Two years ago, the silver screen was graced with the presence of Ari Aster’s directorial debut, “Hereditary.” It shocked the world with a seamless blend of family grief, supernatural and atmospheric elements, as well as lending more legitimacy and mainstream recognition to A24’s ever-growing brand. The film was also part of a trend of recent horror releases that are expanding upon the genre, foregoing tried and true cliches and tropes for a serious knack for storytelling and character. Recent examples include James Wan’s “Conjuring” films, “The Babadook,” Scott Derrikson’s “Sinister,” and directorial debuts from Robert Eggers & Jordan Peele, “The Witch” and “Get Out.”
Another film has come on the scene to toe the line between real-world evils and atmospheric tension, writer/directors Veronika Franz & Severin Fiala’s “The Lodge,”. The story follows a family suffering from a recent tragedy and attempts to overcome it with a nice, simple trip to a snow-logged cabin in the middle of nowhere, Massachusetts. The father, Richard (Richard Armitage), then has to depart for work, leaving his two children (Jaeden Martell & Lia McHugh) with their soon to be stepmother Grace (Riley Keough), who is revealed to have been the subject of a book Richard was writing due to having grown up in a cult that committed ritualist suicide. Soon after, a series of haunting events begin to affect the three, as they begin to not be able to tell the difference between what’s real and what isn’t.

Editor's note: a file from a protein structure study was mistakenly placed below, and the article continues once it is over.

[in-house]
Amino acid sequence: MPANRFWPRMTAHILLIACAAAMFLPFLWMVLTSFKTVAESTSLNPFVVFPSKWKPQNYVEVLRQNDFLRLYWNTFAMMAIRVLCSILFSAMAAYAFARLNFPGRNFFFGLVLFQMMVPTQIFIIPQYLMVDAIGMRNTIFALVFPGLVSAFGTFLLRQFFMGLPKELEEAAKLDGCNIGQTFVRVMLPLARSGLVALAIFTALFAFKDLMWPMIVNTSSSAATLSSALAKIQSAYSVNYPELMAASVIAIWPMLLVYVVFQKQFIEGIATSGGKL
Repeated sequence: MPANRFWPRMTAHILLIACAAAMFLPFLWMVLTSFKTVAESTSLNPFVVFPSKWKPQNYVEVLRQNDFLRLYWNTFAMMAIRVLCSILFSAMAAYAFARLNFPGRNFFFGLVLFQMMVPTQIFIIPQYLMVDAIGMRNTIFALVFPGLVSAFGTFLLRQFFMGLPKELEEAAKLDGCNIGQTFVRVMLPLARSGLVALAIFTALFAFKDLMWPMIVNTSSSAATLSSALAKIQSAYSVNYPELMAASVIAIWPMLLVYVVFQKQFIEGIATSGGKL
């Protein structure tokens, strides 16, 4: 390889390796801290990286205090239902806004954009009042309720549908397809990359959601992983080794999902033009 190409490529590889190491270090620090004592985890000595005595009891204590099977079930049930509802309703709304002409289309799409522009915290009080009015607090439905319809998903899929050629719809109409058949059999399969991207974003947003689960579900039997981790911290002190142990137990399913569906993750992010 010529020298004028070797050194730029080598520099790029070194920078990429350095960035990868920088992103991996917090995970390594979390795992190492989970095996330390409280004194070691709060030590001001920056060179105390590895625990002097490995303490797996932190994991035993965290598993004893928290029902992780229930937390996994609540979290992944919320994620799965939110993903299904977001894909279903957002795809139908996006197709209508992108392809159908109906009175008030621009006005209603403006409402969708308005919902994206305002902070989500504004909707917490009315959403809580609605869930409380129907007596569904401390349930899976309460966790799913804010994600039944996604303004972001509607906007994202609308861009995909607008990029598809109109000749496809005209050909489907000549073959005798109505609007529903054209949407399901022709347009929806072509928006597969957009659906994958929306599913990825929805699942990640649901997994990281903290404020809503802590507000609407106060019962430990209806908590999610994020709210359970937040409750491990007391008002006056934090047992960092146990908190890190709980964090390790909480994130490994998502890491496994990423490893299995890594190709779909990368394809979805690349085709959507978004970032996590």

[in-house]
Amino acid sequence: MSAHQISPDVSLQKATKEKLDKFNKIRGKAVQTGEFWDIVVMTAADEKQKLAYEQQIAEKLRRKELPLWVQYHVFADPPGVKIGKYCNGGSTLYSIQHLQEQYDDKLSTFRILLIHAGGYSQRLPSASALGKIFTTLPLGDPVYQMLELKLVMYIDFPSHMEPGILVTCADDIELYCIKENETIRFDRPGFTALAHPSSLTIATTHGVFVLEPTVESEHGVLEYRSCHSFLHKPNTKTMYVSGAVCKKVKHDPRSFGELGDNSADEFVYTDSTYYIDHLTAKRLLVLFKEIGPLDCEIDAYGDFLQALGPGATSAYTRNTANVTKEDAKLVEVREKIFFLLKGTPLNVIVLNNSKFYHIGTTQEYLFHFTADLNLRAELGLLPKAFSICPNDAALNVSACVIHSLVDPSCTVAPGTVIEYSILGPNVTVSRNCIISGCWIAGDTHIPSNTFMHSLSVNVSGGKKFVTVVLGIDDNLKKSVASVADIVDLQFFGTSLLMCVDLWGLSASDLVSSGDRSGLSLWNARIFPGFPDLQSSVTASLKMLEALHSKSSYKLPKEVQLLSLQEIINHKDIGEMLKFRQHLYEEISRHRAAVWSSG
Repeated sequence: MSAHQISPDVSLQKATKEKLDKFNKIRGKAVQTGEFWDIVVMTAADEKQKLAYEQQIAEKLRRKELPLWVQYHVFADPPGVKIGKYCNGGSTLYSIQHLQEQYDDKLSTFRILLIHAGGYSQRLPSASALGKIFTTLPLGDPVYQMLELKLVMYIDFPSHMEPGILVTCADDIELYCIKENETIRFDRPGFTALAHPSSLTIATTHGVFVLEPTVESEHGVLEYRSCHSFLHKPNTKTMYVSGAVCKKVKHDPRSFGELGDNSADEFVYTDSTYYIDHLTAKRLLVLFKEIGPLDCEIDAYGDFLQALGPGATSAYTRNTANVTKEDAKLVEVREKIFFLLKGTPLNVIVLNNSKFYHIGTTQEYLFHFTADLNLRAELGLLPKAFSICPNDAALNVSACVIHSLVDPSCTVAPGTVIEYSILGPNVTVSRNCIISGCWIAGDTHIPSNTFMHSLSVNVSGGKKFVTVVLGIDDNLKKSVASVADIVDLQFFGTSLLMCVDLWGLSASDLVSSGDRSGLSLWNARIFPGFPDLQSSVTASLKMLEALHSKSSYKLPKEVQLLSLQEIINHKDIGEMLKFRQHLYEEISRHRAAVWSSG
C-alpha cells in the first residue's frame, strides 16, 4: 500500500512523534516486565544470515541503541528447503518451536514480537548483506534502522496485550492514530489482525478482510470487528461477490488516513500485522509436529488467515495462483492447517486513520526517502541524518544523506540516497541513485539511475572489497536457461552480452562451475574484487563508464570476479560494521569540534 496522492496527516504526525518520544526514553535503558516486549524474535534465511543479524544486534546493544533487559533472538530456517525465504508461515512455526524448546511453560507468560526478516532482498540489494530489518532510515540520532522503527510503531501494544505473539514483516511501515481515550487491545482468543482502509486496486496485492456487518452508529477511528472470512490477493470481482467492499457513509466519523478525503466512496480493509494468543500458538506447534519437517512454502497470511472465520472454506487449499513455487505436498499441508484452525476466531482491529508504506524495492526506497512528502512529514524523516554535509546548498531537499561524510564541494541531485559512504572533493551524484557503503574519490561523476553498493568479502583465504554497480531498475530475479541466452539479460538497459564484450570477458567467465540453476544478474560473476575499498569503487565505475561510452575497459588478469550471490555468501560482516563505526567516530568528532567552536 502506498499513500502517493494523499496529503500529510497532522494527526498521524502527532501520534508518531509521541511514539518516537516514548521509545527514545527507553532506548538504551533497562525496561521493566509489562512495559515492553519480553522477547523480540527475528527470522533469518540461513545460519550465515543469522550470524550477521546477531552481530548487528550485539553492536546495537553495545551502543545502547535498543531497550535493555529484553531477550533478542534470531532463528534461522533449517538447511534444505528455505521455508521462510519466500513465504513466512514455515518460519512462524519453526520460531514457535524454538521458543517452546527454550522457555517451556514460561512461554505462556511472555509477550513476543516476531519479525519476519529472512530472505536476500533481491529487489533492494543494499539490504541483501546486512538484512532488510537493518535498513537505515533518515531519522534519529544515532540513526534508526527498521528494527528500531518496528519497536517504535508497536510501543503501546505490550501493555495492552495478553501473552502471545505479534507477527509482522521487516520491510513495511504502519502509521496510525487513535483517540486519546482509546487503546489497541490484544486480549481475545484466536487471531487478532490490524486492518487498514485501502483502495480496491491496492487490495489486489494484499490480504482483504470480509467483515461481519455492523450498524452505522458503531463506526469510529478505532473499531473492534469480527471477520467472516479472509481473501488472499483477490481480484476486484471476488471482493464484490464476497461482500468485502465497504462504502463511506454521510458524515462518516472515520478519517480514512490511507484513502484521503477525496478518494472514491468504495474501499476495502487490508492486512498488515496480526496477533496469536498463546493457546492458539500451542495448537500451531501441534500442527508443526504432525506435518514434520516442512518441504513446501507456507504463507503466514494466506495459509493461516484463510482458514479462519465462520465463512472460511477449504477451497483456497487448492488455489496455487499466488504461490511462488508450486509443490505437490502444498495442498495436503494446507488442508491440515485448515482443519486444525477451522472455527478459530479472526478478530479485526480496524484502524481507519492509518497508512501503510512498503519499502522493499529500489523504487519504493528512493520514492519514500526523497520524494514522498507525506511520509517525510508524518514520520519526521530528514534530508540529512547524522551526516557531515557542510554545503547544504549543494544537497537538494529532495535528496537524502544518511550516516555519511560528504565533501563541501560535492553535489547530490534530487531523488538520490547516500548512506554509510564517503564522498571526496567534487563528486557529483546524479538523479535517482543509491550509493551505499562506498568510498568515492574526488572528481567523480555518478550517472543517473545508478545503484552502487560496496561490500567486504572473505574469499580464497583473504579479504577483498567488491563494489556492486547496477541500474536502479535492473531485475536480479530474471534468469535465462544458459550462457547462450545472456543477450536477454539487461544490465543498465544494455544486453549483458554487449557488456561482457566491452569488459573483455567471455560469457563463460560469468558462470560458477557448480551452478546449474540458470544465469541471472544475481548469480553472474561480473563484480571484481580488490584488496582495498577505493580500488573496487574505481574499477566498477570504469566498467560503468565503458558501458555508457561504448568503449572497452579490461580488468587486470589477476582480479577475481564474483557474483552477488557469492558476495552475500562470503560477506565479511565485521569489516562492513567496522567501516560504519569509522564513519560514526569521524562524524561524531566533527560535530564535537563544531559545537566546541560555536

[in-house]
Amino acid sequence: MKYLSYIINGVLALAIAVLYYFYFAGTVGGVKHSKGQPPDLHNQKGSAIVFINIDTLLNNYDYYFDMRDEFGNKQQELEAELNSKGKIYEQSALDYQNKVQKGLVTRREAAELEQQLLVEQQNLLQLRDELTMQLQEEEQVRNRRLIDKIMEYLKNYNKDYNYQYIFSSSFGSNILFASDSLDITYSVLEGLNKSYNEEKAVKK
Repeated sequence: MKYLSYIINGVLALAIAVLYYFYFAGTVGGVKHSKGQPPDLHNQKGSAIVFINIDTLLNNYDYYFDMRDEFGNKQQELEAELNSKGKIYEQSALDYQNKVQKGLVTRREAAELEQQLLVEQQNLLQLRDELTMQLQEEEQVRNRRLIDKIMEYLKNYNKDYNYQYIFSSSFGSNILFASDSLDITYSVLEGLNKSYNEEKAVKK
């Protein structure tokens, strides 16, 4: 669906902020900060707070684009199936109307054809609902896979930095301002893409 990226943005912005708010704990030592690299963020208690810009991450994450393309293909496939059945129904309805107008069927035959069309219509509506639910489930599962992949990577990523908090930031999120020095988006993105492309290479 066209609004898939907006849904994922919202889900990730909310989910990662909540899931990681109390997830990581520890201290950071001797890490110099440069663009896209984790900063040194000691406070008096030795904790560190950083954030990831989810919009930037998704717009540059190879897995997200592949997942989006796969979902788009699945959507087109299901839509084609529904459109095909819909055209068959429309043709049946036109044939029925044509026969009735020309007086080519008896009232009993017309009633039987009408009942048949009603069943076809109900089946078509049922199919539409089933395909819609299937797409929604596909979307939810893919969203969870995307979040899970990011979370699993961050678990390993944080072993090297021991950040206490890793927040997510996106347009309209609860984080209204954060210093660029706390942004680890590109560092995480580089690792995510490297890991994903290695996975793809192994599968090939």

This film was distributed by Neon, a studio that has popped up in recent years that, similar to A24, has become known for entrusting new, auteur filmmakers with risky projects that seek to push the boundaries of conventional cinema. The similarities don’t stop there. The opening shot of this film establishes similarities to the aforementioned “Hereditary,” with its use of dolls as symbolism/foreshadowing the character’s fates. The production design is eerily similar to both “Hereditary” and Neon’s most recent unexpected success, Best Picture winner “Parasite.” The long, winding shots of seemingly endless scenery help to reinforce the film’s already gripping atmosphere. And that’s before we even get into the subject matter.
Without giving too much away, the film wears its influence on its metaphorical sleeve, but that doesn’t take away from its overall impact. The Lodge builds tension through its continuous shots and atmosphere brilliantly. The impactful moments hit when they need to, with a lot of gusto and enough emotional weight so as not to reduce the moments to shock value. The performances are all very weighed down and subtle, a bit to a fault as the characters do spend a lot more time in the film reacting to the things happening around them rather than actually expressing themselves. The three main leads all deliver solid performances to back up their characters, and the writing is intriguing and morally gray enough such as to never necessarily make the audience root for one character over another.
Where this film falters, however, is in the execution of its theme. Certain choices made within the film do not seem to lend themselves to the characters in credible ways, and it can make the plot feel especially confusing. The film is deliberately attempting to mislead the audience, that much is clear, but there are certain moments where the absurdity of the situation being presented seems to overshadow the atmosphere just a bit.
Ultimately, The Lodge is a movie about grief, trauma and the inability to move on from the deceased who impact our lives. The tension and atmosphere are there, but the film is missing that little bit of edge to really stick the landing [B+].
Review by Dominic Rizzi